Milton neighbors invited to practice yoga
It’s that time of year when a collective sigh is in the air. People around town are settling their kids into schools, and although summer isn’t technically over until September 20, the frolicking has turned to work as kids and adults alike buckle down to school and work. It is also the first time in months many of us get a chance to re-evaluate our own self-care and exercise regimes. And it is a perfect time to start up with a yoga class.
As a yoga instructor I am often asked to guide people on how select a yoga class. Choosing the right class is akin to walking into Baskin Robbins. With 31 flavors to choose from, there is bound to be one just right for your tastes. That being said, many people abandon the idea of yoga after one or two experiences that are less than ideal. So this post can serve as a how-to for finding a good yoga class. I tell people if one class doesn’t work out, certainly another will.
Choosing the right class is akin to walking into Baskin Robbins. With 31 flavors to choose from, there is bound to be one just right for your tastes.
There are so many benefits to a yoga practice including improved strength, flexibility, lung capacity, and a sense of calm. I can’t count the number of times I hear how yoga has changed someone’s body or life for the better, so while I welcome people to my local classes at the First Congregational Church (info on my classes is on my website: www.frankaroff.com) , I realize I might not be the right “flavor” for everyone and encourage folks to keep shopping until they find the magical combination of class and instructor!
Here is a general guideline if you are “in the market” for a yoga class:
- Heat: classes range from unheated to hot (high 80s/low 90s) to super hot (like Bikram which is usually over 100 degrees) and decide what your body can comfortably tolerate. Everyone is different, bring a water bottle if you’re going to a heated class!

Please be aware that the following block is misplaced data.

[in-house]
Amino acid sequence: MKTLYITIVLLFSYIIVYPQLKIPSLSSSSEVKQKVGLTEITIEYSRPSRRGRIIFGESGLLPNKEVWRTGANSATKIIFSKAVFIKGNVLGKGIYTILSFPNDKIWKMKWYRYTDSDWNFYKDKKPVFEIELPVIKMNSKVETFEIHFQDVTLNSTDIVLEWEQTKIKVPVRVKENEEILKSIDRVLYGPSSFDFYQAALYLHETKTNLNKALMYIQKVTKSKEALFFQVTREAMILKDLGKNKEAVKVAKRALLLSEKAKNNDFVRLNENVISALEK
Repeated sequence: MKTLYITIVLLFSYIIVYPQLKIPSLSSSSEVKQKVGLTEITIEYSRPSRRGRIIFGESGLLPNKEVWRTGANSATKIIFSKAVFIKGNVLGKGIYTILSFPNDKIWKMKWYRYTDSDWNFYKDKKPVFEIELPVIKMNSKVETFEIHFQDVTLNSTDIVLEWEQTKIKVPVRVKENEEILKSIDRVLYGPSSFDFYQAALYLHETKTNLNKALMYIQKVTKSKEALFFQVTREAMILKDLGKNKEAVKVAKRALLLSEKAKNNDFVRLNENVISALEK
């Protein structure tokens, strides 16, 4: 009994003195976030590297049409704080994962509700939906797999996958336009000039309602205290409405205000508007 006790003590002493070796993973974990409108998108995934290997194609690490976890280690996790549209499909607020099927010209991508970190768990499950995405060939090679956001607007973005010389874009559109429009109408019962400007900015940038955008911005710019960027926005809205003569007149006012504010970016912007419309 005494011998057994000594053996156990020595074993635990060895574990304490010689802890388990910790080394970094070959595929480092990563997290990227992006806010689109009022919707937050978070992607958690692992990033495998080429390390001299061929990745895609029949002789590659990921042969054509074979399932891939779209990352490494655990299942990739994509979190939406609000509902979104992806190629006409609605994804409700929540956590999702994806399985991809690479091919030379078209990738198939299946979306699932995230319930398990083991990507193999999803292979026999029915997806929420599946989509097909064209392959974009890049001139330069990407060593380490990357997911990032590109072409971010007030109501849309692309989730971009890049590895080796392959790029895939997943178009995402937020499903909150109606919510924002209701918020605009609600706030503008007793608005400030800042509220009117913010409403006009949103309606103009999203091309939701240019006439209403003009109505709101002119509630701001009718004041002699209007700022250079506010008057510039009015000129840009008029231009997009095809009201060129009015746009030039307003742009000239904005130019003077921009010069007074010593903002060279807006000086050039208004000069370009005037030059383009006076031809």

- Type of class (what do all those names on the schedule mean?). Here are some brief generalizations to help you select a class:
- Vinyasa: a flow class where poses, or moves, are linked together
- Hatha: more of a longer hold in each pose
- Power: generally quite hot and intense (some are flowing, some not)
- Restorative: using significant supports like bolsters, blocks, blankets and poses held for long periods of time; often “yin” yoga is restorative
- Kundalini: uses “krias” or repetitive movements throughout the practice, and there is usually some chanting
- Iyengar: longer holds, more attention to alignment, use of props
About our Expert:
Fran Karoff is a 500-hour Register Yoga Teacher (500-RYT) who lives in Milton and has practiced yoga for over 18 years. Through her yoga practice she has found a deep appreciation for and connection with the body, mind, and spirit. She teaches mostly vinyasa flow classes infused with intention, attention to alignment, and humor, and loves to lead students to experience the same joy she gains from the practice: an awareness of the body and mind, strengthening, acceptance, and the ability to bring the lessons of the practice off the mat and in to our daily lives.
As you embark on the journey of finding the right fit I’d be happy to help guide you along the way. Check out my website for the schedule: www.frankaroff.com or feel free to email me at [email protected]. Namaste.